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How To Be Assertive (Without Alienating Others)

A very important life skill is the ability to ask for what you want or need. What I often see when working with my couples clients is either not speaking up or speaking too forcefully. Not stating our needs leaves us with a partner (friend, family member, or colleague) who has no real idea what you want!

On the flip side, stating our needs aggressively may make your partner shut down, get angry or feel resentful. A balanced middle ground is the best because it leaves both parties satisfied and feeling good about themselves.

Take a look at the following tips:

Try to be as clear as possible…

Being assertive starts with knowing what you are — and aren’t — willing to be, do, or have. For many of us, coming to this knowledge is a not an easy thing. All of us generally operate in “automatic mode,” responding without truly thinking to situations that arise. The first step in switching to “manual” is to delay a response until we have thought carefully about what we want. Focusing on an ideal outcome opens our minds, prevents us from falling into either passivity or aggression, and helps us get really clear on what we want and don’t want.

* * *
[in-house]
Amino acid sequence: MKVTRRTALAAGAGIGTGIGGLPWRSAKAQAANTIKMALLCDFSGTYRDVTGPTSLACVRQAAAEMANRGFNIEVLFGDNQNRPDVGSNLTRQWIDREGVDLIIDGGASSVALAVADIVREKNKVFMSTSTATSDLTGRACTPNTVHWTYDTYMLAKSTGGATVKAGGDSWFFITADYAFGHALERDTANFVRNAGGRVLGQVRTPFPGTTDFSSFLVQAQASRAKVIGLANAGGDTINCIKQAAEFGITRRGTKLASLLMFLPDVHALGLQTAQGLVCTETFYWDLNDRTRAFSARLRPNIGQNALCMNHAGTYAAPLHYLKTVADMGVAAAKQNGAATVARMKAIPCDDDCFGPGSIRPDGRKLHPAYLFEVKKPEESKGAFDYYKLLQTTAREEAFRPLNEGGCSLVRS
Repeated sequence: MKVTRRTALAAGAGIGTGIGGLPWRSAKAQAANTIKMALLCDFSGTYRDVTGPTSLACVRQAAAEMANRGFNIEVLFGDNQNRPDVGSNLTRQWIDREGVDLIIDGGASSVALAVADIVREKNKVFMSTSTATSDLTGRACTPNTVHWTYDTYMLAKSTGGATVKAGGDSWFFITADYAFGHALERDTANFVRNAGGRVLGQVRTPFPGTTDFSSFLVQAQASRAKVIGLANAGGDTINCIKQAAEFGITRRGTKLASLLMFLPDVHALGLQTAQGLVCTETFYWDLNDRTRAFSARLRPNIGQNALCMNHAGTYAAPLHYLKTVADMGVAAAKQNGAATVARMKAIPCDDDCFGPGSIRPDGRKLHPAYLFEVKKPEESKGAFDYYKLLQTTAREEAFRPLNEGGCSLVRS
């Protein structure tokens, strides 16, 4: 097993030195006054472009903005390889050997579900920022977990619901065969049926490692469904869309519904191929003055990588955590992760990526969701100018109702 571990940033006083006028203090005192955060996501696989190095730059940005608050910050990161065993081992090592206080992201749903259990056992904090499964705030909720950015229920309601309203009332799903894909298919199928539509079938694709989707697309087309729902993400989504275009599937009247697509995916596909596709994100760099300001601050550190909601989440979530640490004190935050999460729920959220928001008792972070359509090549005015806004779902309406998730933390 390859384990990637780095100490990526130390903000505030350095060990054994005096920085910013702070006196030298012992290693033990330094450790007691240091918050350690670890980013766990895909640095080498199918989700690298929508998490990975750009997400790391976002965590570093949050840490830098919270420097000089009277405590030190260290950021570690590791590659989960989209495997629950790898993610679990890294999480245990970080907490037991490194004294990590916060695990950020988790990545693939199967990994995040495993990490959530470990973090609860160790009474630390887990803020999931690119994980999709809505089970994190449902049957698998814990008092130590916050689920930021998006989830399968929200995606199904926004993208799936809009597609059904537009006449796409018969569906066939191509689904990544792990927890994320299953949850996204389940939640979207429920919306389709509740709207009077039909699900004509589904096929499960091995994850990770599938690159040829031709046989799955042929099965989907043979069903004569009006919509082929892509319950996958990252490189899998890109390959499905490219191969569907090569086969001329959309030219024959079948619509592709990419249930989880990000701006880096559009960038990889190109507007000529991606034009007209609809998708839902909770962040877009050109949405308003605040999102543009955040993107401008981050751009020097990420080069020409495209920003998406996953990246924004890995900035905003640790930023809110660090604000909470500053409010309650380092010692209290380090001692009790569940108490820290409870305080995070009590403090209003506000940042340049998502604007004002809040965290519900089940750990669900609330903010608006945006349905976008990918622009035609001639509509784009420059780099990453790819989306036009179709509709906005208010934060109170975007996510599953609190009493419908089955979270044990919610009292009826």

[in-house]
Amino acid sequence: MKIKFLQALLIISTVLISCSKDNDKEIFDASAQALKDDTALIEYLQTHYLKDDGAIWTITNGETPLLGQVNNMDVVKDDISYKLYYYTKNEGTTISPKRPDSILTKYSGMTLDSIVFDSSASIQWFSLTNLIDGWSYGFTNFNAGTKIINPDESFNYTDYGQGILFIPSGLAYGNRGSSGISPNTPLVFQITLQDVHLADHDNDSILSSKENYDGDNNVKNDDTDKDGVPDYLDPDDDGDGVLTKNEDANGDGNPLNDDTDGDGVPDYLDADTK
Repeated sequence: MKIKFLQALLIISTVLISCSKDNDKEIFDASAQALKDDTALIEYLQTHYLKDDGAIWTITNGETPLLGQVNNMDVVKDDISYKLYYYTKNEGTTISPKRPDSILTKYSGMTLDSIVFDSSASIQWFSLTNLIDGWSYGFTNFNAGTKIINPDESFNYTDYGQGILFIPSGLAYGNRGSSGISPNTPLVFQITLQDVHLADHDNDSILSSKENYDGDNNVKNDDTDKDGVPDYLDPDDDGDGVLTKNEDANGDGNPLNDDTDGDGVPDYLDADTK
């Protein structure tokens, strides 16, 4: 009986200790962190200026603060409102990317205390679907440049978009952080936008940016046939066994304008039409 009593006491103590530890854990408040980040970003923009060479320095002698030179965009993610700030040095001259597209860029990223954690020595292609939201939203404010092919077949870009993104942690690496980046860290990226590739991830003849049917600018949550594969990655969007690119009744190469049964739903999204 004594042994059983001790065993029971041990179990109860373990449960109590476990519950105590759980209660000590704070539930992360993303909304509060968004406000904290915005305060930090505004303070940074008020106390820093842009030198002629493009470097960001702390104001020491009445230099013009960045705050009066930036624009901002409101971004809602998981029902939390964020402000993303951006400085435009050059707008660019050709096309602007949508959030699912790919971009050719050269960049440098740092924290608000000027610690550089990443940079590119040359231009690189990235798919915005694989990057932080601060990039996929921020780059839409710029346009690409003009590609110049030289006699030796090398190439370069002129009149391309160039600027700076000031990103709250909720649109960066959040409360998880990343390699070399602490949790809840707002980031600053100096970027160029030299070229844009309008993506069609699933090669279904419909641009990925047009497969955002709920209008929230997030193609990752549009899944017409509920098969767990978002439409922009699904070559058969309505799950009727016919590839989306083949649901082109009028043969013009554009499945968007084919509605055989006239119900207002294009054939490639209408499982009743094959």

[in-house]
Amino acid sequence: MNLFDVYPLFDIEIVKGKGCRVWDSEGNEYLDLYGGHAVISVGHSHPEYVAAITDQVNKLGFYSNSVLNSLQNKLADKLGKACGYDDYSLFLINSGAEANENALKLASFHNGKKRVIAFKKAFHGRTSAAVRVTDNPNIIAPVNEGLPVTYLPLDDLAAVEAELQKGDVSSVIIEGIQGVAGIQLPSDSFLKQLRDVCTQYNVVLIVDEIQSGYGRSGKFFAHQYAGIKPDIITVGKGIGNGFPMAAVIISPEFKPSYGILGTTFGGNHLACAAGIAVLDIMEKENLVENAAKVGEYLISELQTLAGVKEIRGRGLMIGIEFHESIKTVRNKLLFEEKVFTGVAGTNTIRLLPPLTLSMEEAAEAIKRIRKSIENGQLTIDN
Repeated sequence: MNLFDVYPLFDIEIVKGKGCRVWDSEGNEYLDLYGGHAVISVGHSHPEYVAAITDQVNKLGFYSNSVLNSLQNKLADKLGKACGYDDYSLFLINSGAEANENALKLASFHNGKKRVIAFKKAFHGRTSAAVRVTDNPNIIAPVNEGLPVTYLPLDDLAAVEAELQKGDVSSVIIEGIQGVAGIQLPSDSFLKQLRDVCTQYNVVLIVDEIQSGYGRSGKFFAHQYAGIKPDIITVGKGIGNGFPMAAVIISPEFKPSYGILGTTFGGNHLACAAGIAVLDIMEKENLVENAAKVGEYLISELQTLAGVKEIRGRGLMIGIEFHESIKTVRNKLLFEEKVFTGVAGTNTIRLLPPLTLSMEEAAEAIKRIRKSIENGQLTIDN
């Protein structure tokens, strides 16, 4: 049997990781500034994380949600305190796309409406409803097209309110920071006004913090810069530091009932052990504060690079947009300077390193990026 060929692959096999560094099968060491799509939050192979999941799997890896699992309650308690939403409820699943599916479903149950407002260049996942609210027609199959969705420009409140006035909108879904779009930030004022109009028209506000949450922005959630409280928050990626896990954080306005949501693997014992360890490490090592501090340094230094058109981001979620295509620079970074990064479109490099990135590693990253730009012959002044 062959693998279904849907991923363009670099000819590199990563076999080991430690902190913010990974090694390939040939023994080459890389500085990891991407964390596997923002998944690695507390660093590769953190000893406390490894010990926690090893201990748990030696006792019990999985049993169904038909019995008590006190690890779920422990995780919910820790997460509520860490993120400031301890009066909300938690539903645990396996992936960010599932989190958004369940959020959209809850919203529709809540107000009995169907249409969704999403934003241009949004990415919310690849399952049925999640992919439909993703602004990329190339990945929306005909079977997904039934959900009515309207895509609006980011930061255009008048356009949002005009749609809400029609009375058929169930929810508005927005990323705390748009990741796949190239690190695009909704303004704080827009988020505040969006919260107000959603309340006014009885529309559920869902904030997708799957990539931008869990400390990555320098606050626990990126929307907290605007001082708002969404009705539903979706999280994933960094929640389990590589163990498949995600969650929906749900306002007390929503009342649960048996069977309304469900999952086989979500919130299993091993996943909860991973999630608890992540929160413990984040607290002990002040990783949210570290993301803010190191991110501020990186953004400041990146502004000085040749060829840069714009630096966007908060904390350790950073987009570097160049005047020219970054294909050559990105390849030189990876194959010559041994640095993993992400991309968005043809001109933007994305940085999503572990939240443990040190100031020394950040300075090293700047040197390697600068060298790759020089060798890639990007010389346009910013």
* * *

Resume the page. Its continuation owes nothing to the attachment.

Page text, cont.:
Setting boundaries…

Once you know what outcome you want, share it with your partner.  Phrases like “______ doesn’t work for me” are simple ways of being assertive while maintaining connection with the other person involved in the conversation. Once you have set a boundary, it is up to you to maintain it!

If you want to be heard…stop and listen…

When your partner responds to your request, listen as though you are learning something new. Pay attention to content and emotions, work to see things from the other’s perspective instead of immediately planning your rebuttal in your brain. You can build your assertiveness through practice. Try speaking up about your needs, on a daily basis. When larger, more complex issues come along, you and your partner will have a healthyframework in place for dealing with differences in needs, and you’ll have greater confidence in the resilience of your partnership.

Give as Much as You Get.
Assertiveness is really a two-way street. If you want your boundaries to be respected, you must return the favor. When it comes to following through on a partner’s reasonable request, actions really do speak louder than words.

If your partner isn’t respecting your boundaries even though you’ve set them clearly, it may be time for professional help for you and/or your relationship.

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